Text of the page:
Google Daydream(ing) No More: Google Dropping VR Is a Knockdown Punch for Mobile VR

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By Michael Inouye | 4Q 2019 | IN-5653

Mobile Virtual Reality (VR) was already hanging on by a thread when Google pulled out its shears and cut its last lifeline by ending development and future device support of Google Daydream even though Google’s new Pixel 4’s screen supports up to 90 Hz, which would have provided a better VR experience. This market development is not surprising, as mobile VR has been stagnant for over a year, with other proponents (namely Oculus and Samsung) also pivoting away from smartphone-based VR solutions. It is unfair to say there was no market development in this segment—to its credit, Qualcomm developed and showed a different path forward for mobile VR with its viewers—but the industry had already moved on. Admittedly, even though the market was moving away from mobile, this analyst still saw a future for mobile VR that could still come to fruition. However, at least within the near future, this facet of the market will likely remain dormant at best; title of this ABI Insight says “knockdown punch” and not “knockout” because Google later open sourced Cardboard, allowing companies to continue to develop on the platform, which still leaves the opportunity to get back up if the market environment changes before the 10 count expires. A comeback isn’t looking likely, but it’s not yet zero percent and there is the future prospect of Mixed Reality (MR) solutions that could bring smartphones back into the picture.

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Google Ends Development and New Product Support for Google Daydream

NEWS


Mobile Virtual Reality (VR) was already hanging on by a thread when Google pulled out its shears and cut its last lifeline by ending development and future device support of Google Daydream even though Google’s new Pixel 4’s screen supports up to 90 Hz, which would have provided a better VR experience. This market development is not surprising, as mobile VR has been stagnant for over a year, with other proponents (namely Oculus and Samsung) also pivoting away from smartphone-based VR solutions. It is unfair to say there was no market development in this segment—to its credit, Qualcomm developed and showed a different path forward for mobile VR with its viewers—but the industry had already moved on. Admittedly, even though the market was moving away from mobile, this analyst still saw a future for mobile VR that could still come to fruition. However, at least within the near future, this facet of the market will likely remain dormant at best; title of this ABI Insight says “knockdown punch” and not “knockout” because Google later open sourced Cardboard, allowing companies to continue to develop on the platform, which still leaves the opportunity to get back up if the market environment changes before the 10 count expires. A comeback isn’t looking likely, but it’s not yet impossible and there is the future prospect of Mixed Reality (MR) solutions that could bring smartphones back into the picture.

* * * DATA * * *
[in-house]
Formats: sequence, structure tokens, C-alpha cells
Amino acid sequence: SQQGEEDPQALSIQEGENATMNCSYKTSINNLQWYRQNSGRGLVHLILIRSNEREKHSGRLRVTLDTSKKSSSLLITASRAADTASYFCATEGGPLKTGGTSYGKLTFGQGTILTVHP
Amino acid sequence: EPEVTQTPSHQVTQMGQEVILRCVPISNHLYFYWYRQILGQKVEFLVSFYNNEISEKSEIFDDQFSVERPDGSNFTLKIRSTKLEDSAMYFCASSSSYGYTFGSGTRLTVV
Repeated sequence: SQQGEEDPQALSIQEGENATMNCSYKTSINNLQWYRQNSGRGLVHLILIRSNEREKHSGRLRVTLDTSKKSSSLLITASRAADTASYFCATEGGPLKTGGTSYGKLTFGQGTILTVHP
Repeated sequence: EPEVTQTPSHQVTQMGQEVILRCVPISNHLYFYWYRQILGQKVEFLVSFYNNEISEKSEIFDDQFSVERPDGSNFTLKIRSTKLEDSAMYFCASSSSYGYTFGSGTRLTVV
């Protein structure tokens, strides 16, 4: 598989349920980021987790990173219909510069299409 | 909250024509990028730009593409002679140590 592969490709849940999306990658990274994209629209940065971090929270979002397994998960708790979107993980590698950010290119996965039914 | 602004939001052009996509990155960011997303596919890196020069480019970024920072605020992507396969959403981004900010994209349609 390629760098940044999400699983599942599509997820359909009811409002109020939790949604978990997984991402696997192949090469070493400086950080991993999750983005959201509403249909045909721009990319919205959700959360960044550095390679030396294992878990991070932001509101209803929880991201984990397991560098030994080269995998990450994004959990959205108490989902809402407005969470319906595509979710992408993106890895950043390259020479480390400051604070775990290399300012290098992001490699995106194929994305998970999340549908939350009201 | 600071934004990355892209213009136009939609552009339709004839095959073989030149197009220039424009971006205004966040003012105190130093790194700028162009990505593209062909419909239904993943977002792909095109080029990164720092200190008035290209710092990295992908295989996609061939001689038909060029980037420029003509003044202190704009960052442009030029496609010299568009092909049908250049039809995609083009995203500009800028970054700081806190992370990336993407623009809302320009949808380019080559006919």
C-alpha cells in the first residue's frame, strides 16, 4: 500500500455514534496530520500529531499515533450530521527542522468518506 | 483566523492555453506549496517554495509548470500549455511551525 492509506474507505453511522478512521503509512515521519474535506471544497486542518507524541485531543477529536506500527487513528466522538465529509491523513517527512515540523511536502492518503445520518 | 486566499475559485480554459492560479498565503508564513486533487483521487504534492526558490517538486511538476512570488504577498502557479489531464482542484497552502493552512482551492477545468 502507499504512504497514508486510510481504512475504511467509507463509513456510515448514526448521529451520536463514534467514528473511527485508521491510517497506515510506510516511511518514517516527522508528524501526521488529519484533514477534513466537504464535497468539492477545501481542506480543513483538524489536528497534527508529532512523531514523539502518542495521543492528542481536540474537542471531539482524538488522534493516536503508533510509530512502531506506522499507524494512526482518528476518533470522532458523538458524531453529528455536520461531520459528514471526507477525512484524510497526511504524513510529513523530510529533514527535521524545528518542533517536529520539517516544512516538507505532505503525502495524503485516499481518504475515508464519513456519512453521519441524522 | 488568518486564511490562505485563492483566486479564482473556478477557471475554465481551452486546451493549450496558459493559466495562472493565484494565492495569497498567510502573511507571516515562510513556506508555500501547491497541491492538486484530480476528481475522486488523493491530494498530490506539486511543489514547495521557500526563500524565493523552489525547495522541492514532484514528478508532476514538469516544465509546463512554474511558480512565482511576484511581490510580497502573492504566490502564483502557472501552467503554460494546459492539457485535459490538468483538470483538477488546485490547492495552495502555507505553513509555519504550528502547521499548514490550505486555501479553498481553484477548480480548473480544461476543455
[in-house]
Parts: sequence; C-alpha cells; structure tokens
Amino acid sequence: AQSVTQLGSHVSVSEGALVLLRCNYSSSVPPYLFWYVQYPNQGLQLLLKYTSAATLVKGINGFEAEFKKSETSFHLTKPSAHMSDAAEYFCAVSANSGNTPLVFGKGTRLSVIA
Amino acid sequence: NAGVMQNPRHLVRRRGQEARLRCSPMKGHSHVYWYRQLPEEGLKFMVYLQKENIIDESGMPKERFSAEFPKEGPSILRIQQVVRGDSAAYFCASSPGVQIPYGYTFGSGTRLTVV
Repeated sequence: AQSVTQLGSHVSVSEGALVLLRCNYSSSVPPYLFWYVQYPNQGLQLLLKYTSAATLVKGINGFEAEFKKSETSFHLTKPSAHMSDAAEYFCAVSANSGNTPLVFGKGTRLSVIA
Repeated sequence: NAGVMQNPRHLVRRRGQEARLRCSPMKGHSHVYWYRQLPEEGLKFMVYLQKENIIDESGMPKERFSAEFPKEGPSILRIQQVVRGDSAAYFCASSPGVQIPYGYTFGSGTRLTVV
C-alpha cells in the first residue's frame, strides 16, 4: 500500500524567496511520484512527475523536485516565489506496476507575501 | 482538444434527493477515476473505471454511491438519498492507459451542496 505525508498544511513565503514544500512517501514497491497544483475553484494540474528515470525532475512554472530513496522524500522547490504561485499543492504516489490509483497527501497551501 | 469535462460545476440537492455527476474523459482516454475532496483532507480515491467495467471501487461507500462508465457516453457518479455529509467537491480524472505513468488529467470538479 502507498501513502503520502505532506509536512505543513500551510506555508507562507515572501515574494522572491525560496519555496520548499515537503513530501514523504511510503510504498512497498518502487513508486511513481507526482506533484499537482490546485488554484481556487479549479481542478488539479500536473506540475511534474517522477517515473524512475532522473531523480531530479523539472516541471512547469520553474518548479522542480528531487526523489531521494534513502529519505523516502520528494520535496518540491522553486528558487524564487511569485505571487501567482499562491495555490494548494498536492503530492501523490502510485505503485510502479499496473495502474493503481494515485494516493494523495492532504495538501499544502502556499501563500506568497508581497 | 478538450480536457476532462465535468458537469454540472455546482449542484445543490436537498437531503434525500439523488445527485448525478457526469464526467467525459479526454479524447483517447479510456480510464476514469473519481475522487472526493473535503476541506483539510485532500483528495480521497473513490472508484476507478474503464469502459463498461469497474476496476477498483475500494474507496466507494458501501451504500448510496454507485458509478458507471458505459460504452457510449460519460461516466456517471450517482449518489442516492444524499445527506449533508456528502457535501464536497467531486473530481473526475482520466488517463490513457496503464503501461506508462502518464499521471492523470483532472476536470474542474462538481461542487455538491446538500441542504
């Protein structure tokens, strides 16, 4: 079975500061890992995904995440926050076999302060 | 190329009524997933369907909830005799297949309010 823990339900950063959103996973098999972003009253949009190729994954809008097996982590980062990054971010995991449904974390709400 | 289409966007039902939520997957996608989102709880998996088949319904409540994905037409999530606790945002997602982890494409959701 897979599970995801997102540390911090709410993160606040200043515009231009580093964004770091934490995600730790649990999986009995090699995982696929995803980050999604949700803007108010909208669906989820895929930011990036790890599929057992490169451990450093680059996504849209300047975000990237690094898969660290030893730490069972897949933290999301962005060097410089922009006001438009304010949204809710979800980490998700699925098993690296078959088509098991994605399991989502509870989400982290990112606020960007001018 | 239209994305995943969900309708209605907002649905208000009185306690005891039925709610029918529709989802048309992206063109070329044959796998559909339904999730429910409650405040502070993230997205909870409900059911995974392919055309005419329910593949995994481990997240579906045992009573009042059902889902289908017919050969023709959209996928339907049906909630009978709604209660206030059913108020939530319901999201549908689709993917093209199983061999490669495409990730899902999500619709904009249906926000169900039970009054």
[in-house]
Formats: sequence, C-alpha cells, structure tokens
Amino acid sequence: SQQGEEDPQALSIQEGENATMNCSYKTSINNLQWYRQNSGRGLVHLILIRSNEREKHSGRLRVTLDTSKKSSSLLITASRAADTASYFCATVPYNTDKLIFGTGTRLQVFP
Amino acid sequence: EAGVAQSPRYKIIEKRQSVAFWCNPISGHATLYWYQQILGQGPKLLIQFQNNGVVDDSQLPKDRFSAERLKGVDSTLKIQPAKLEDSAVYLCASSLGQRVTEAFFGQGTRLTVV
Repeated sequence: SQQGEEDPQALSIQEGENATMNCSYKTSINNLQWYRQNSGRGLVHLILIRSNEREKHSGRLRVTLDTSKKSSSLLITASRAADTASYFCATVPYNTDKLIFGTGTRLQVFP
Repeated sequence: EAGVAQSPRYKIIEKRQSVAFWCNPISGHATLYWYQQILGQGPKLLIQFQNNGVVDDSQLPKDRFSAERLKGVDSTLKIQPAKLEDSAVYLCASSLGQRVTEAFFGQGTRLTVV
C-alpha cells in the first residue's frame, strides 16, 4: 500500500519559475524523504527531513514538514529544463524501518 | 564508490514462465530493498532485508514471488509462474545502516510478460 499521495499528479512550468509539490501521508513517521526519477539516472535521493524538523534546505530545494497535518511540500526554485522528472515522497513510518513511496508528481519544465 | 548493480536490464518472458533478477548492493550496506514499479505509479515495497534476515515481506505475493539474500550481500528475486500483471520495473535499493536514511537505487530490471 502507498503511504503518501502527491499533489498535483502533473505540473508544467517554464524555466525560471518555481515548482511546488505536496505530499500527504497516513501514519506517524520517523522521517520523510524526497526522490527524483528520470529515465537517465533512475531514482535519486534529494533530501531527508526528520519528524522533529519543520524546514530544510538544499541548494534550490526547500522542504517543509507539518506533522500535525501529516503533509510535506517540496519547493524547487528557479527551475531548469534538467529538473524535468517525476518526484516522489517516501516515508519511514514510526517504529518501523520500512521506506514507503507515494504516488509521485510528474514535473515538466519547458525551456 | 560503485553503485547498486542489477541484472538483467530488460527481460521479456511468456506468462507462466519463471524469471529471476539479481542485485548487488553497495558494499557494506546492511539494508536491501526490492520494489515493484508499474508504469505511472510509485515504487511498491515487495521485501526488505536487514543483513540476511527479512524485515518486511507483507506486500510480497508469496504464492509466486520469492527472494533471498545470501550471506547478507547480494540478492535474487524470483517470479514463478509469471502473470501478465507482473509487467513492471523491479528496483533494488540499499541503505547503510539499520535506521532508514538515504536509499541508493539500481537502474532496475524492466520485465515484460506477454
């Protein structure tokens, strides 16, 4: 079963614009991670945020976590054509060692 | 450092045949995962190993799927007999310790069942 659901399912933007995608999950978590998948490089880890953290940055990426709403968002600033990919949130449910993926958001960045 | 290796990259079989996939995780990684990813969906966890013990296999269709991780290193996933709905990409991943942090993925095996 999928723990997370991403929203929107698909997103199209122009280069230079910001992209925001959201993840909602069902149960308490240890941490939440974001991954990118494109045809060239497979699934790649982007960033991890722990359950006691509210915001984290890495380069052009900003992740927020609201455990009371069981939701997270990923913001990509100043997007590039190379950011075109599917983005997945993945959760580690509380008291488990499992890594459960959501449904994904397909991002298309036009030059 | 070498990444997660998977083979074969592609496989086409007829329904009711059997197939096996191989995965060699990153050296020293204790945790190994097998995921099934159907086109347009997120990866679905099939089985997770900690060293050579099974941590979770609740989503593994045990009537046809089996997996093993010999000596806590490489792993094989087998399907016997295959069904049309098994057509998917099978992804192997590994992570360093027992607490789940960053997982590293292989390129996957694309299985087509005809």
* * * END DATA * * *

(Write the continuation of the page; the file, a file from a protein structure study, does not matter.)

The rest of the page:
Mobile VR Gone, for No (and Google Adds Fuel to "Killed by Google" Concerns

IMPACT


ABI Research has been and remains optimistic about standalone VR, and companies like Oculus support this longer-term vision, but mobile VR always felt like a critical piece of the puzzle if VR were to ever push into the mainstream. While standalone will continue to carry the torch mobile VR had hoped to bring to the masses, market diffusion will take longer, using a dedicated hardware platform as the primary vehicle to extend VR’s reach within the consumer space. Gaming will remain the driving force behind consumer VR, providing further validation for the video industry to continue looking elsewhere when seeking out new market opportunities including early supporters like the British Broadcasting Corporation (BBC), which recently shut down its VR production and commissioning unit, VR Hub. In regard to future forecasts, some of the losses from an expected return to mobile video will go to standalone, but not all—there will simply be some users who will not invest in a dedicated VR device, particularly those users who are not interested in VR gaming.